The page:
John Seabrook is a summa cum laude graduate of Princeton University and received an MA in English Literature from Oxford. He began his career writing about business, and has published in a wide variety of magazines and newspapers, including Harpers, Vanity Fair, GQ, the Nation, and the Christian Science Monitor.
A staff writer at the New Yorker since 1993, John Seabrook has written about technology and popular culture, and the unsettled terrain that lies between those two once mostly disconnected subjects. His New Yorker pieces include "E-mail from Bill," "My First Flame," and "Home on the Net," all about the Internet circa 1995; profiles of MTV, George Lucas, and David Geffen; and science-related pieces including "The Flash Of Genius," about the man who invented the intermittent windshield wiper, "Sleeping with the Baby" and his most recent piece, "Selling the Weather."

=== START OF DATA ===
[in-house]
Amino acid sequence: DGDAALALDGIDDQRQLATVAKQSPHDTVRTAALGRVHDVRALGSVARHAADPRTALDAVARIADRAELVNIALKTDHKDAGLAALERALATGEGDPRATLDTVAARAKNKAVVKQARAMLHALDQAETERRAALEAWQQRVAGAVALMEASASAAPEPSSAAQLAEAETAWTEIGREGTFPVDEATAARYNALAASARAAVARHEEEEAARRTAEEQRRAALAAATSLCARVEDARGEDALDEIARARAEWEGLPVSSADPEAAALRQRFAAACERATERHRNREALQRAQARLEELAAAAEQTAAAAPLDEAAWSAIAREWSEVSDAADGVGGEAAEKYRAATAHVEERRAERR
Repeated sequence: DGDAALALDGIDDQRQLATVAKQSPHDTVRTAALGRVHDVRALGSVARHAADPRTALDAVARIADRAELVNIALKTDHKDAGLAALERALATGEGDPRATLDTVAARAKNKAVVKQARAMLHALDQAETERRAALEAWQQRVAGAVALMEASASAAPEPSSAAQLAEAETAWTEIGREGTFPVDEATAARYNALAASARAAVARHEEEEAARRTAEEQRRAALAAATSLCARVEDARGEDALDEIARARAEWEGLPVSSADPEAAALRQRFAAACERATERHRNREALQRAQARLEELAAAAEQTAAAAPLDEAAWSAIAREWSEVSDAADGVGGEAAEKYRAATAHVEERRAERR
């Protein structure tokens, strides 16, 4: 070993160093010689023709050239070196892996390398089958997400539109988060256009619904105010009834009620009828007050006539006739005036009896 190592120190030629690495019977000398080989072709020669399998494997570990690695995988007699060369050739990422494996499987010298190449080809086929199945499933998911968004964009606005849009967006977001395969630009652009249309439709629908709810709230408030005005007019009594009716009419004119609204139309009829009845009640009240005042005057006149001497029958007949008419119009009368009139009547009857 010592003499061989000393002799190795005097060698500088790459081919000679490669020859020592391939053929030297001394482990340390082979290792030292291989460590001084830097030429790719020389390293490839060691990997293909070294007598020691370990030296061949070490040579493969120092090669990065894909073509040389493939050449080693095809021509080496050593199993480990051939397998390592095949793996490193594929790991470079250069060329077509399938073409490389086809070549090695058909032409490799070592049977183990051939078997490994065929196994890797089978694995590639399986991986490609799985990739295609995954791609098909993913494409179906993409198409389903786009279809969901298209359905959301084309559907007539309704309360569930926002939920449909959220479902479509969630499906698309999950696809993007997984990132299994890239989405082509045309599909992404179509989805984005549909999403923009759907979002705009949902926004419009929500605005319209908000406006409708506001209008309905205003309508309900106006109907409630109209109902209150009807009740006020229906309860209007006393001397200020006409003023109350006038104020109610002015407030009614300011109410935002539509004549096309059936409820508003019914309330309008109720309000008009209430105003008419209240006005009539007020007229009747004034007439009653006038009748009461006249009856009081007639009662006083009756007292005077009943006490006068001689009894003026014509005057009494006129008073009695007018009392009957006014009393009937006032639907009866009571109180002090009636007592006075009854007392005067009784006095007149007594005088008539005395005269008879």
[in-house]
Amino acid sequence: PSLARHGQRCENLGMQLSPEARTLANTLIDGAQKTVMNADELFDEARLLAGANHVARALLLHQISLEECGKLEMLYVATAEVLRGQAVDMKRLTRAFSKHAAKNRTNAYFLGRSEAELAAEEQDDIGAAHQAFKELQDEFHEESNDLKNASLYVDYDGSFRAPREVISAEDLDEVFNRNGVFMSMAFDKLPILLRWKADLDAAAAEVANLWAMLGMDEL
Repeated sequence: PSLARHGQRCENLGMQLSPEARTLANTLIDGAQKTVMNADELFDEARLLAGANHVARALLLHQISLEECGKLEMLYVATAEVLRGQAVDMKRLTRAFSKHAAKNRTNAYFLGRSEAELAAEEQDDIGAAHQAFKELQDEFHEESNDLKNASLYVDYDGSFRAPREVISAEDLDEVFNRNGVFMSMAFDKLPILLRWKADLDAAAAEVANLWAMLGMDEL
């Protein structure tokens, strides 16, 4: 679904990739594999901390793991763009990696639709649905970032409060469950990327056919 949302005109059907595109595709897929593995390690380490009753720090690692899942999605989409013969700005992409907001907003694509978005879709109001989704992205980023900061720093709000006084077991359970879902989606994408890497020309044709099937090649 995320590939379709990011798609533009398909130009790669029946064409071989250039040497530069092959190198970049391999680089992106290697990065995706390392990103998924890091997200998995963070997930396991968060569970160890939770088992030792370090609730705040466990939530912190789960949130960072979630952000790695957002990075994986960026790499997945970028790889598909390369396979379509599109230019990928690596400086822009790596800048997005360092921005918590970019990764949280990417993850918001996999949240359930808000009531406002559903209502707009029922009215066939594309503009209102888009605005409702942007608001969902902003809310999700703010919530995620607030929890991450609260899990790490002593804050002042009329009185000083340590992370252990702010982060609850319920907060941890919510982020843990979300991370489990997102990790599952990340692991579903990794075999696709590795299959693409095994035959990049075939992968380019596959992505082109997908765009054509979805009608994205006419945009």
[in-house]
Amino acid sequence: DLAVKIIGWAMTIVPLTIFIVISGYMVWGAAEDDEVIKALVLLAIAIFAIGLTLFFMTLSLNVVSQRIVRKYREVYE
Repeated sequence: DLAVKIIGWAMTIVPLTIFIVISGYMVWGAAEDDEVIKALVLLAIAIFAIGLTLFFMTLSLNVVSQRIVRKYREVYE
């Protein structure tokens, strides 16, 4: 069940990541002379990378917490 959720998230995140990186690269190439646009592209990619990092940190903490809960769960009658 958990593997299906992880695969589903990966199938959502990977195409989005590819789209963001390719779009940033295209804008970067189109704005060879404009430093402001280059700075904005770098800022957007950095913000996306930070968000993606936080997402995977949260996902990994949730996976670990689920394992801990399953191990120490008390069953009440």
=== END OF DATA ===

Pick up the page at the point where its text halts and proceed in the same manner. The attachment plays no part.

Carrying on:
John Seabrook is the author of two books, "Deeper: My Two-Year Odyssey in Cyberspace" (Simon and Schuster, 1997), and the just published "Nobrow: The Culture of Marketing, the Marketing of Culture" (Knopf, 2000).